Note: The DearEsq free 'ask a lawyer' site is offered as a free informational service to the public and is not intended as legal advice. Laws vary from state-to-state, and in addition every situation is unique, and relevant facts may not be known. The answer to the question posed below may not apply to in your state or to your situation. For legal advice in your state and your situation you should consult with an attorney in your state who is familiar with the rules and laws in your state.
“I have a question regarding my Home Owners Association (HOA). I had left a sign in the back of my vehicle on a Friday evening. When I arrived back home ~9:00pm I had an envelope taped to my front door. It was on letterhead from the HOA, ( not signed by any person) saying that I was in violation of a sign covenant and if the sign was not removed by 12:00AM (3 hours later) I would be fined $500 per day until it was removed and no longer visible. The letter stated that if the sign was removed by midnight no fine would be accessed but if it was still visible the following morning the fine would start at $500 per day beginning on that day. It also stated a copy had been sent certified mail and I would receive it in a few days. I doubted the validity of the letter but removed the sign before midnight as per the letter to avoid the chance of any penalty until I could check on the validity of the letter. The sign was removed and not visible in the morning, since midnight. I sent a letter to all parties copied on the original letter stating I had removed the sign as requested and felt I had conformed to the actions stated in the letter. I sent this letter certified also for my records.
However, the very next morning I got a call saying that the sign was gone but they understood there was some lettering or marking written in the dust on the back windshield of one of the vehicles in the driveway so they considered a sign still present and intend to institute a fine of $1000, ($500 per day beginning the day of the first letter. I tried to ask just what it was they wanted but they only said it was spelled out in the letter. I washed the vehicles immediately and do not know what they are wanting but are afraid they plan to access a $1000 fine that I do not agree with. This vehicle was not even present the day before so I had no idea scribbling in the dust on the vehicle window was also considered a sign. If that is the case should not every vehicle sticker in the neighborhood be removed, those are actual signs? Go team, my kids an honor student, vote for, etc…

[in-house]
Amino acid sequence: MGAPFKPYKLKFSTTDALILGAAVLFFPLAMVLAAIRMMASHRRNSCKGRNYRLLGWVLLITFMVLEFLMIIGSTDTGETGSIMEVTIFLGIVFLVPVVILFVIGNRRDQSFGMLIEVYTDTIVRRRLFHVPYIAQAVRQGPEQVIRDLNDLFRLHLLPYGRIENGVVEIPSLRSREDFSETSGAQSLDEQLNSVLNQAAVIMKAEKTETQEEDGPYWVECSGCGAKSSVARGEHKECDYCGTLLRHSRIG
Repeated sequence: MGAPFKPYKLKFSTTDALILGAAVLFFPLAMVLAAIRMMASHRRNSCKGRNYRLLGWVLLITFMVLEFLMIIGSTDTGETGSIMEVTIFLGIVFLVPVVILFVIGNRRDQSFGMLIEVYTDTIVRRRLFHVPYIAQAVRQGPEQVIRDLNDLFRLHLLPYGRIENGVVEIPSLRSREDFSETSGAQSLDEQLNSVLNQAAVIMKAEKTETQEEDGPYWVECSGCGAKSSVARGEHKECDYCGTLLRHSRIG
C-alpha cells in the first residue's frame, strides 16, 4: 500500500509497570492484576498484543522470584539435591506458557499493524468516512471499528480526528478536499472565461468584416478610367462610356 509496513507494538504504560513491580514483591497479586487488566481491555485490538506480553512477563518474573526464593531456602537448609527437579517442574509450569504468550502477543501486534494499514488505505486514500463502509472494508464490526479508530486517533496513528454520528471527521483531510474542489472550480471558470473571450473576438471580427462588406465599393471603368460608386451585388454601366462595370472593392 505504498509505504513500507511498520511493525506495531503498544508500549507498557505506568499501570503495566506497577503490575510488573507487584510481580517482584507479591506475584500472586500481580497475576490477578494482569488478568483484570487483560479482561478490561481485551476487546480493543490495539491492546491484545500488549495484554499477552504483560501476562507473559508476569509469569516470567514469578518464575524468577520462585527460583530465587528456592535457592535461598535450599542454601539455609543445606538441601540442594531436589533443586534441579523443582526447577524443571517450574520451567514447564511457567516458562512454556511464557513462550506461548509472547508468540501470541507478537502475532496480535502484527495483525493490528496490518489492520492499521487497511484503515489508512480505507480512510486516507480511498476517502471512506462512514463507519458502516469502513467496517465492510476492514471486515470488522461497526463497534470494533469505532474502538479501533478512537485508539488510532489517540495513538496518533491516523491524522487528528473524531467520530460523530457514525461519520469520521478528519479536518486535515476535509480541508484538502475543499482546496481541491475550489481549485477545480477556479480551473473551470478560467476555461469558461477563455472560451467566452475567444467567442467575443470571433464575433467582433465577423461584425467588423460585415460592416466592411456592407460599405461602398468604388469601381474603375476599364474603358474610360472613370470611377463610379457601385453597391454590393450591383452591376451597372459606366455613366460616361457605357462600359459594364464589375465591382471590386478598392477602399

Does anyone have any advice to help calm my nerves on this matter? I feel I complied to the requests. I know the other homeowners had not complained but since the neighborhood is not built out, the builder is still the majority share holder of the HOA and imposes this at their will.
I have never had any interaction with the HOA before this and do not understand how such a swift assessment/violation can be accessed without some understanding of the issues.
I have copies of the letter I received and the letter I responded on if anyone is interested in taking a look at this. I had to borrow a copy of the covenants of the HOA since they were not provided at my closing, I read through them and no where do I find where there is a dollar amount or time frame on which they can impose these severe penalties. They do state that the homeowner had 30 days from the time notice is received before the HOA has “abatement” rights.
Please advise me as to whether or not I am getting letters trying to strong arm me or if they are actually valid.”A Homeowners Association is a body created privately between the owners in a development, in order that the development’s rules can be enforced and any mutually-owned property (such as private roads, recreational facilities, etc.) can be maintained. Technically, the developer usually creates the HOA, but over time as the homes are purchased the developer steps out and the owners take over.
Question: Homeowners associations are becoming more and more like city governments these days, and consequently are being regulated more than they used to. Depending on your state, there may be significant limits on what your HOA can do, or there may be none at all.During the development phase, the developer can be a little overly concerned about the impression that is made on potential buyers, and it’s my guess that is why you were pounced on. Nevertheless, you should certainly take every opportunity to object to actions that seem unreasonable or unsupported by the CC&Rs. Most likely, once you can talk to someone with authority, you’ll be able to smooth this over, but if not, you may be limited in the objections you raise later if you don’t bring them up now.
I’m quite surprised to hear that the CC&Rs were not included in the paperwork you got when you purchased your home. Normally, CC&Rs are provided, or at least referenced, before you buy, otherwise how would you know that you are subject to HOA rules at all?
You have done well by putting your responses and objections in writing, and you shouuld continue doing that. If you start feeling you’re in over your head, a local attorney may be able to help you clear things up short of litigation.